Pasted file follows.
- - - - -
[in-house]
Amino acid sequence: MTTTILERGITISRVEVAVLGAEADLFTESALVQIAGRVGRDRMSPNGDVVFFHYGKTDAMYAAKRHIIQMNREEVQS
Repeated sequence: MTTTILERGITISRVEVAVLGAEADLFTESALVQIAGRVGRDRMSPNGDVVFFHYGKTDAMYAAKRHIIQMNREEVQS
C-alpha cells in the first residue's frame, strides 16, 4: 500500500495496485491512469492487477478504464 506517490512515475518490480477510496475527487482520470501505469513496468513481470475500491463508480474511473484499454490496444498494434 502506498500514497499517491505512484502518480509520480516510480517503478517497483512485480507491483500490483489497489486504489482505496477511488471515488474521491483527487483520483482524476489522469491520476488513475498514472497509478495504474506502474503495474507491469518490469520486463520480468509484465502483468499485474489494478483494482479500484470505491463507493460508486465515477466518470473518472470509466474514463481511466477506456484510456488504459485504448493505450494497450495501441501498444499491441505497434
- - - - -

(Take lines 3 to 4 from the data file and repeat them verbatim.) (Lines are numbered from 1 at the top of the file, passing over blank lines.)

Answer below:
Repeated sequence: MTTTILERGITISRVEVAVLGAEADLFTESALVQIAGRVGRDRMSPNGDVVFFHYGKTDAMYAAKRHIIQMNREEVQS
C-alpha cells in the first residue's frame, strides 16, 4: 500500500495496485491512469492487477478504464 506517490512515475518490480477510496475527487482520470501505469513496468513481470475500491463508480474511473484499454490496444498494434 502506498500514497499517491505512484502518480509520480516510480517503478517497483512485480507491483500490483489497489486504489482505496477511488471515488474521491483527487483520483482524476489522469491520476488513475498514472497509478495504474506502474503495474507491469518490469520486463520480468509484465502483468499485474489494478483494482479500484470505491463507493460508486465515477466518470473518472470509466474514463481511466477506456484510456488504459485504448493505450494497450495501441501498444499491441505497434